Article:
There can be no doubt that those with hearts carrying sin and unworthiness place barriers between God and themselves. Sometimes a heart can carry sin for so long that it becomes desensitized to spiritual things and incapable of receiving and feeling the messages of the Lord. If there is something you carry in your heart that is blocking you—in any degree—from truly connecting with your Heavenly Father and feeling His love and His plan for you, resolve now to make it right. Hearts become hardened by unworthiness, particularly when we continue to live as if that unworthiness were not actually there. This is compounded and complicated when we partake of the sacrament or participate in other ordinances as if our hearts were clean when really they are not.
Nephi teaches a beautiful truth when he says:
“The Lord God worketh not in darkness.
“He doeth not anything save it be for the benefit of the world; for he loveth the world, even that he layeth down his own life that he may draw all men unto him” (2 Nephi 26:23–24; emphasis added).
In the spirit of that loving, tender reminder that He does nothing save it be for our benefit and that He laid down His life that He might draw each of us unto Him, the Savior Himself says, “Wherefore, I give unto them a commandment, saying thus: Thou shalt love the Lord thy God with all thy heart, with all thy might, mind, and strength; and in the name of Jesus Christ thou shalt serve him” (D&C 59:5).
What is holding you back from giving Him your whole heart, your whole mind, and all your strength?
Let your heart feel the reality of Lehi’s teaching about your perfectly loving and perfectly forgiving Savior: “Behold, he offereth himself a sacrifice for sin, to answer the ends of the law, unto all those who have a broken heart and a contrite spirit” (2 Nephi 2:7).
He offered Himself as a sacrifice for you, and His suffering can answer the ends of the law for you. “Behold, he who has repented of his sins, the same is forgiven, and I, the Lord, remember them no more” (D&C 58:42). Can we ever hear this promise too often?
As with so much in life, what we consume is a choice, so if you spend much of your time consuming one kind of message, don’t be surprised that you become influenced by it. Spending too much of our time with social media, celebrity or entertainment news, games, and the pursuit of online, time-hungry activities constitutes a poor digital diet. When we choose to consume the attitudes and opinions of the mass media, we find our own values and viewpoints following suit. We tell ourselves we’re not being affected by these messages, but that is not possible.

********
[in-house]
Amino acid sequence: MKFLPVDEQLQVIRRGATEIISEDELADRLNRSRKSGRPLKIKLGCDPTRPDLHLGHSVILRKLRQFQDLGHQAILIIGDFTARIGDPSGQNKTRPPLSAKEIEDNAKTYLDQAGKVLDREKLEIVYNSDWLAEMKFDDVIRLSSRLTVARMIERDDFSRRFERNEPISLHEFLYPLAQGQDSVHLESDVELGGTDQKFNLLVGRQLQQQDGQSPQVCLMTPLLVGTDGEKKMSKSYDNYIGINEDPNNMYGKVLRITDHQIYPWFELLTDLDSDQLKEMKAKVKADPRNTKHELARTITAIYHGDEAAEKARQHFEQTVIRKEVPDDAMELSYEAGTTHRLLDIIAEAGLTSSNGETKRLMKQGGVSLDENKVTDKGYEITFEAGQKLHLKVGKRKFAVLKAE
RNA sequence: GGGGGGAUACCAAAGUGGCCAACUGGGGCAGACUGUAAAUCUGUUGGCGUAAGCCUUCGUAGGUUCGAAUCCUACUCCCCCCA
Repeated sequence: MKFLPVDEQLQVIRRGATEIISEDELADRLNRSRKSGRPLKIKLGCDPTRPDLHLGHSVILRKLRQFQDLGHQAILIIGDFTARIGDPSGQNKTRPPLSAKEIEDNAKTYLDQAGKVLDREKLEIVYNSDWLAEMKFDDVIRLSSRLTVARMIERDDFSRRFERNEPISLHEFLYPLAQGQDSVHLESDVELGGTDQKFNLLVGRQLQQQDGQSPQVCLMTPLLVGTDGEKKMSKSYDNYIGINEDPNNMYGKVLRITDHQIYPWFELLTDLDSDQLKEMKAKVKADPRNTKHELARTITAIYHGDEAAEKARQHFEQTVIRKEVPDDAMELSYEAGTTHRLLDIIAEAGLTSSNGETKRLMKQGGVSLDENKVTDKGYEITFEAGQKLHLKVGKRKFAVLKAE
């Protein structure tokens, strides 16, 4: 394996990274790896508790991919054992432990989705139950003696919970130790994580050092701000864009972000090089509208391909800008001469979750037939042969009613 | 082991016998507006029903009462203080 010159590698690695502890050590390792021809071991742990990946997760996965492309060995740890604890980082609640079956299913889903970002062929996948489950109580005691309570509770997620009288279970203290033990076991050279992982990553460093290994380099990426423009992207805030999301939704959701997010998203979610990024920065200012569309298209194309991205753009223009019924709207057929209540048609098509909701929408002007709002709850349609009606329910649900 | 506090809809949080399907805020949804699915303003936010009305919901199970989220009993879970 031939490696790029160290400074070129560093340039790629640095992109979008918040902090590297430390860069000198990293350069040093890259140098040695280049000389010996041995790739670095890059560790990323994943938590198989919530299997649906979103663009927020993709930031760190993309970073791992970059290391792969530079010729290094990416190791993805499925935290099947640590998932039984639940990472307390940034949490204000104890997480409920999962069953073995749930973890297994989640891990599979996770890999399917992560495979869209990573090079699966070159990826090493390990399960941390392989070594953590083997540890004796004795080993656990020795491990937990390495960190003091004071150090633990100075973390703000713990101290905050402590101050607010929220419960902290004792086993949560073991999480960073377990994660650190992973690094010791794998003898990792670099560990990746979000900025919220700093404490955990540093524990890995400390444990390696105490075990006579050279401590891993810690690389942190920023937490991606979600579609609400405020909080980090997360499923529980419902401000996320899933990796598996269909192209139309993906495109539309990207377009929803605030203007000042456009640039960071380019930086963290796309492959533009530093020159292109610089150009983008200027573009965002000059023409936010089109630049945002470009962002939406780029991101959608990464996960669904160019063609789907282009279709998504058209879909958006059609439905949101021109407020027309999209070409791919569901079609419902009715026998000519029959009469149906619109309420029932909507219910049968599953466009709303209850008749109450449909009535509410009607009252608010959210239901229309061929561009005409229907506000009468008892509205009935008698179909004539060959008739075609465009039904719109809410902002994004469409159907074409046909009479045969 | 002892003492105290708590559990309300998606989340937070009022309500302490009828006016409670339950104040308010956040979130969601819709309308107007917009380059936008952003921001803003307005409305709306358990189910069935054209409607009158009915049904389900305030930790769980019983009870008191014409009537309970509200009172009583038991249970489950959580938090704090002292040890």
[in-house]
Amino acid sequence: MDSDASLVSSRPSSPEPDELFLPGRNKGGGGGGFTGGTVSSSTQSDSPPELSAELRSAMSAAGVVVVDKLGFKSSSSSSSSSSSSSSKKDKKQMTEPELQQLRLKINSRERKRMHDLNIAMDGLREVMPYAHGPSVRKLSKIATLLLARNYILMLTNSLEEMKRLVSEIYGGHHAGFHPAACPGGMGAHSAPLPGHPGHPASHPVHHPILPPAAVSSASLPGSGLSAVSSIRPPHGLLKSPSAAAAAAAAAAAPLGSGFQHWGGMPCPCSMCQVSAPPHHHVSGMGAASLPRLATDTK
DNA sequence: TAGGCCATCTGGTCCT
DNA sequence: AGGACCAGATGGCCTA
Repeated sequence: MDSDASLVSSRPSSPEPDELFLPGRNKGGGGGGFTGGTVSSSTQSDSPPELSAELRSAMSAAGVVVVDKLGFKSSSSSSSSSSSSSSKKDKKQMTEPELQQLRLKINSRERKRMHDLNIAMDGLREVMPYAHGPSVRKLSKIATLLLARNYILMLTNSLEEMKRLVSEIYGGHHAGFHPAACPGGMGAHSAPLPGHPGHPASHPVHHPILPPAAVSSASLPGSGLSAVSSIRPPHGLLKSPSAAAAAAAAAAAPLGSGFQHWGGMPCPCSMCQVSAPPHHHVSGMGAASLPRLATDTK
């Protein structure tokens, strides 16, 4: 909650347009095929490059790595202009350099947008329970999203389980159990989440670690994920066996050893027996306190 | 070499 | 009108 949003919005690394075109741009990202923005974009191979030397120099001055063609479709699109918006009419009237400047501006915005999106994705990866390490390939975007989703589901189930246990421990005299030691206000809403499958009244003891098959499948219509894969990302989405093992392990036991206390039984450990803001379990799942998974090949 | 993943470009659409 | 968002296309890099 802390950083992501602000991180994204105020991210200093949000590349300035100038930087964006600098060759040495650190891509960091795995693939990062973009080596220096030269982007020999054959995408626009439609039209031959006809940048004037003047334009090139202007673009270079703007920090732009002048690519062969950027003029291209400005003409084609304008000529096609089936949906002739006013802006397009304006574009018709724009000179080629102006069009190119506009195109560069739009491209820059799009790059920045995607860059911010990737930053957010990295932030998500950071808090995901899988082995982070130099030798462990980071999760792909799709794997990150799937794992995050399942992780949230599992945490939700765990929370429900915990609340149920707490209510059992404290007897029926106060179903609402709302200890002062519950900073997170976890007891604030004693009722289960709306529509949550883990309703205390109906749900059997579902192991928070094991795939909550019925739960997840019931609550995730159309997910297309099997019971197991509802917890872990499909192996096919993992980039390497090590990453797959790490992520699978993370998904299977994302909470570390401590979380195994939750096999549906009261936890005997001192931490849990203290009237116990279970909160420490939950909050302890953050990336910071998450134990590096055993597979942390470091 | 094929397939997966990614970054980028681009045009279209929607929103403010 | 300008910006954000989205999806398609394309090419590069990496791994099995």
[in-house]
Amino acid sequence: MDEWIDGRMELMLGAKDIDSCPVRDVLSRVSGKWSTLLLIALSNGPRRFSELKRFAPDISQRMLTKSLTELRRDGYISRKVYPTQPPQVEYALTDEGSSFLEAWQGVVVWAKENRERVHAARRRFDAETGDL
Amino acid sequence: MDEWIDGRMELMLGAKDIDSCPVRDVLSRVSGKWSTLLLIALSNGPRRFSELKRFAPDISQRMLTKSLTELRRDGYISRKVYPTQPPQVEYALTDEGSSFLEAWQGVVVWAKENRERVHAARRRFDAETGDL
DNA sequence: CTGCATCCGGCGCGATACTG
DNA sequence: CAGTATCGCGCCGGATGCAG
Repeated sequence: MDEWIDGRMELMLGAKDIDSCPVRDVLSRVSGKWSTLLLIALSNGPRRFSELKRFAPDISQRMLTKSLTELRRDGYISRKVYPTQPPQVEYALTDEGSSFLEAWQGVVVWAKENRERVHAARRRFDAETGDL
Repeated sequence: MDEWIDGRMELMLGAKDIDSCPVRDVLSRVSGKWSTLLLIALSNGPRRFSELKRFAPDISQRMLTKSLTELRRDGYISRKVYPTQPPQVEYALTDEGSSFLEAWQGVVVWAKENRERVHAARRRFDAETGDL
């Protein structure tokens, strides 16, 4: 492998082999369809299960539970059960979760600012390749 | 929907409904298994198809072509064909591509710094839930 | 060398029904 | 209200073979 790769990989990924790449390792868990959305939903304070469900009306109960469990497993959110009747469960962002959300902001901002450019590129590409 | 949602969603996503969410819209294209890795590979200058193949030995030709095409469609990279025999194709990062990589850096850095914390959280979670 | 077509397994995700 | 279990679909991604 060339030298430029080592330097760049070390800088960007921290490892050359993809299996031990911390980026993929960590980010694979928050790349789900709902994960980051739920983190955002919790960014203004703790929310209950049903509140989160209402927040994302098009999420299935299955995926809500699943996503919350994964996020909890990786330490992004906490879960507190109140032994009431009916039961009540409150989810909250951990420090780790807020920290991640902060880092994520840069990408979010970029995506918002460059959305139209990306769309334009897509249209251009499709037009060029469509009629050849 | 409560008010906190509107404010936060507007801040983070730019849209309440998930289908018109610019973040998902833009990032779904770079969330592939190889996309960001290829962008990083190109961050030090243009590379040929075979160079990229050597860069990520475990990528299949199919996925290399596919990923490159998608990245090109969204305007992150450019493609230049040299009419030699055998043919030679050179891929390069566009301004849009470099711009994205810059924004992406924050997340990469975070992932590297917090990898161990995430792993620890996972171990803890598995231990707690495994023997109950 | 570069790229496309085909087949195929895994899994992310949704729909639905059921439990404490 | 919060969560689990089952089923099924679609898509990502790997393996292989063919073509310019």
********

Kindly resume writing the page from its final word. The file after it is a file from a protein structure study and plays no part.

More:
Elder David A. Bednar of the Quorum of the Twelve Apostles posed these questions:
“1. Does the use of various technologies and media invite or impede the constant companionship of the Holy Ghost in your life?
“2. Does the time you spend using various technologies and media enlarge or restrict your capacity to live, to love, and to serve in meaningful ways?”4
We need to be aware that many of today’s messages in the media can cause us to doubt our faith, compromise our convictions, and view the world through cynical eyes. But we can deflect deceptive messages with our faith intact if we are connected in a vibrant, continuous stream to the source of truth and light. If we have questions or doubts, we get answers from Heavenly Father through the delicate and precious channels of revelation that operate when we remove all barriers to our hearts. We choose to “look to God and live” (Alma 37:47).
I love what President Packer has taught: “We are not obedient because we are blind, we are obedient because we can see.”5
I recently experienced a reminder to watch my own digital diet when I had been consumed with a particular strand of news stories one day. I had a sense that I had spent too much time on it, but it was only later, when I picked up a book by Elder Dallin H. Oaks of the Quorum of the Twelve Apostles and read a few chapters, that I became acutely aware of the contrast. The news I had been so consumed with left me feeling unsettled and uneasy, whilst the book brought me peace and a sense of order and calm.
We believe that we are that we might have joy (see 2 Nephi 2:25), and that means joy here and now as well as in eternity. It is hard for us to feel joy, however, when we make choices that block the very messages that bring it to us.
As you examine the condition of your heart and the barriers you may be putting in the way of your communication with God, you will know what you need to do, and you will know what you need to change. I invite you to act now. Be bold in choosing to remove any obstruction to the sweet, comforting, guiding messages of love from your Father in Heaven.
The most important message any of us could receive or carry is a reminder of who we are and how we are loved by our Eternal Father and His Son, Jesus Christ. When the truth and reality of this message sink deep into our hearts, we are drawn back to Them—to Their love, to Their light, and to Their arms.
President Dieter F. Uchtdorf, Second Counselor in the First Presidency, fervently declared:
“Brothers and sisters, the most powerful Being in the universe is the Father of your spirit. He knows you. He loves you with a perfect love.
“… He wants you to know that you matter to Him.”6
My witness is that your Eternal Father in Heaven is real. He lives, and He loves you, adores you, and cherishes you—including those of you who are thinking, “Well, not me.” Jesus Christ is His Son, His gift to us all, the Savior of all mankind.
I conclude with the words of President Thomas S. Monson: “Remember that one with authority placed his hands on your head at the time of your confirmation and said, ‘Receive the Holy Ghost.’ Open your hearts, even your very souls, to the sound of that special voice which testifies of truth. As the prophet Isaiah promised, ‘Thine ears shall hear a word … saying, This is the way, walk ye in it.’ [Isaiah 30:21.]”7